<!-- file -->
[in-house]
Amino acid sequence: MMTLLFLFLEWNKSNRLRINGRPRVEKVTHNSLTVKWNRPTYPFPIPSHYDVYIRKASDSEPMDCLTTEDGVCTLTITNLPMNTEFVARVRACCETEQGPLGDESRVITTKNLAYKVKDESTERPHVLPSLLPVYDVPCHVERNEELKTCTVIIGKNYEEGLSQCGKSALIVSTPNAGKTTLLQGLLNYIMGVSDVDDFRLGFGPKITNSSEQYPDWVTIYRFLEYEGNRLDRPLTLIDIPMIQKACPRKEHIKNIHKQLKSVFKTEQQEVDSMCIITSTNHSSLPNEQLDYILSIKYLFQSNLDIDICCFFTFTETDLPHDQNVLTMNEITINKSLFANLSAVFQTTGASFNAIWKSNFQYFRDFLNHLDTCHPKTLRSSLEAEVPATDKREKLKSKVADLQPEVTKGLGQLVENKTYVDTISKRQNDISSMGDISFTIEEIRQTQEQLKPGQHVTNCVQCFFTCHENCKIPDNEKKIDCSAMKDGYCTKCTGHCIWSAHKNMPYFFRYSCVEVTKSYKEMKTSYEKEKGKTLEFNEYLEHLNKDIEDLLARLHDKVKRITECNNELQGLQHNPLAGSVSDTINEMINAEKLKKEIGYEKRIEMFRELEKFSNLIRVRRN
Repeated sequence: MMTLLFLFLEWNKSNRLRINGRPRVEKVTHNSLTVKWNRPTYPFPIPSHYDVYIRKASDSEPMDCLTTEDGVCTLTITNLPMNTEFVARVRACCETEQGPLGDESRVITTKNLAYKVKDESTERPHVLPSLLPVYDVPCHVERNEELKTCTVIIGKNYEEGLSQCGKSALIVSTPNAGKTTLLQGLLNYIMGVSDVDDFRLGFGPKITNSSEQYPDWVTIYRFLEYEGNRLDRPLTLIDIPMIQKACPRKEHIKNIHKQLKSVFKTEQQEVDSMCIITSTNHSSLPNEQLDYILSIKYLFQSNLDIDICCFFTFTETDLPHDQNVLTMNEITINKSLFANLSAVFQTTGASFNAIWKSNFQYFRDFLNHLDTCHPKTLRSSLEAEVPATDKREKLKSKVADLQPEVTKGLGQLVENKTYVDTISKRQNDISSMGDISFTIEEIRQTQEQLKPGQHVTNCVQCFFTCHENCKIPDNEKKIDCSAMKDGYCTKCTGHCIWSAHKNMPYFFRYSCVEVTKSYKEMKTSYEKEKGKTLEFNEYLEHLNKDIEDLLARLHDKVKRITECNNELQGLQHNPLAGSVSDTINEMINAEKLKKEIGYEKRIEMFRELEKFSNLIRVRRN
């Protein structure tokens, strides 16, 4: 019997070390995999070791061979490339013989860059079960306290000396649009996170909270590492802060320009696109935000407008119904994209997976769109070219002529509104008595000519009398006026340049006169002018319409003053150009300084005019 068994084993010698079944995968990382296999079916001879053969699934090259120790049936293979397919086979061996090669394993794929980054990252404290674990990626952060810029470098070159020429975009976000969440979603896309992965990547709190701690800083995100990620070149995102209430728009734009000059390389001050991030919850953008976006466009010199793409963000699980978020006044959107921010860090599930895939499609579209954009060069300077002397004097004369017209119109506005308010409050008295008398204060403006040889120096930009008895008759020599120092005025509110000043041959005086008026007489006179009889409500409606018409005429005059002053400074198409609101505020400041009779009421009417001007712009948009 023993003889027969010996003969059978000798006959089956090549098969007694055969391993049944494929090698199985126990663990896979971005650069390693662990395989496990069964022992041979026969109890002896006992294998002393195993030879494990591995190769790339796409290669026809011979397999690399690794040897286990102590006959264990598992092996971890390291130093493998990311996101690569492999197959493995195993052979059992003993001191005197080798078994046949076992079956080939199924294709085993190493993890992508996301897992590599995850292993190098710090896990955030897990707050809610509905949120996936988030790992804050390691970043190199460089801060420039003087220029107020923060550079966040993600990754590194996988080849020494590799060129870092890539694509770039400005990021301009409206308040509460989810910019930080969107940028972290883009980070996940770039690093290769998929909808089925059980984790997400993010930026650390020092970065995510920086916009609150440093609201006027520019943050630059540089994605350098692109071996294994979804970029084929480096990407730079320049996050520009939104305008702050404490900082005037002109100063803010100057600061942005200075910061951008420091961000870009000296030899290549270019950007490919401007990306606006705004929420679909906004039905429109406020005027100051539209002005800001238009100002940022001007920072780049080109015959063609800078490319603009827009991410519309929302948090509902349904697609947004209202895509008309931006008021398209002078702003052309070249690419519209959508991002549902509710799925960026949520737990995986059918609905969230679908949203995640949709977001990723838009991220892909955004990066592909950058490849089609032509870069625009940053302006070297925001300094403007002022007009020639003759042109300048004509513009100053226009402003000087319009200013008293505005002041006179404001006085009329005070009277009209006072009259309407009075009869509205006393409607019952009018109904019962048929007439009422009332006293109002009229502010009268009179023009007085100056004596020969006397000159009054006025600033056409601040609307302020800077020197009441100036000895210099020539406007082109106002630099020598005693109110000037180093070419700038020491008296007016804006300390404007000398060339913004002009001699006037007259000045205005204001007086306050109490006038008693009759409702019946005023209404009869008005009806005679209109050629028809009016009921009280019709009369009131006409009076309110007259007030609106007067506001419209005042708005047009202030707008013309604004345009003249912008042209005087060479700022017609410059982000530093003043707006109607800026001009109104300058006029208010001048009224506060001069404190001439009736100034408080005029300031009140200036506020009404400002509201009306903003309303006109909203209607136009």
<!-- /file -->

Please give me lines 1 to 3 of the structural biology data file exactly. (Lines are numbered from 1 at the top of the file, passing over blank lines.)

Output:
[in-house]
Amino acid sequence: MMTLLFLFLEWNKSNRLRINGRPRVEKVTHNSLTVKWNRPTYPFPIPSHYDVYIRKASDSEPMDCLTTEDGVCTLTITNLPMNTEFVARVRACCETEQGPLGDESRVITTKNLAYKVKDESTERPHVLPSLLPVYDVPCHVERNEELKTCTVIIGKNYEEGLSQCGKSALIVSTPNAGKTTLLQGLLNYIMGVSDVDDFRLGFGPKITNSSEQYPDWVTIYRFLEYEGNRLDRPLTLIDIPMIQKACPRKEHIKNIHKQLKSVFKTEQQEVDSMCIITSTNHSSLPNEQLDYILSIKYLFQSNLDIDICCFFTFTETDLPHDQNVLTMNEITINKSLFANLSAVFQTTGASFNAIWKSNFQYFRDFLNHLDTCHPKTLRSSLEAEVPATDKREKLKSKVADLQPEVTKGLGQLVENKTYVDTISKRQNDISSMGDISFTIEEIRQTQEQLKPGQHVTNCVQCFFTCHENCKIPDNEKKIDCSAMKDGYCTKCTGHCIWSAHKNMPYFFRYSCVEVTKSYKEMKTSYEKEKGKTLEFNEYLEHLNKDIEDLLARLHDKVKRITECNNELQGLQHNPLAGSVSDTINEMINAEKLKKEIGYEKRIEMFRELEKFSNLIRVRRN
Repeated sequence: MMTLLFLFLEWNKSNRLRINGRPRVEKVTHNSLTVKWNRPTYPFPIPSHYDVYIRKASDSEPMDCLTTEDGVCTLTITNLPMNTEFVARVRACCETEQGPLGDESRVITTKNLAYKVKDESTERPHVLPSLLPVYDVPCHVERNEELKTCTVIIGKNYEEGLSQCGKSALIVSTPNAGKTTLLQGLLNYIMGVSDVDDFRLGFGPKITNSSEQYPDWVTIYRFLEYEGNRLDRPLTLIDIPMIQKACPRKEHIKNIHKQLKSVFKTEQQEVDSMCIITSTNHSSLPNEQLDYILSIKYLFQSNLDIDICCFFTFTETDLPHDQNVLTMNEITINKSLFANLSAVFQTTGASFNAIWKSNFQYFRDFLNHLDTCHPKTLRSSLEAEVPATDKREKLKSKVADLQPEVTKGLGQLVENKTYVDTISKRQNDISSMGDISFTIEEIRQTQEQLKPGQHVTNCVQCFFTCHENCKIPDNEKKIDCSAMKDGYCTKCTGHCIWSAHKNMPYFFRYSCVEVTKSYKEMKTSYEKEKGKTLEFNEYLEHLNKDIEDLLARLHDKVKRITECNNELQGLQHNPLAGSVSDTINEMINAEKLKKEIGYEKRIEMFRELEKFSNLIRVRRN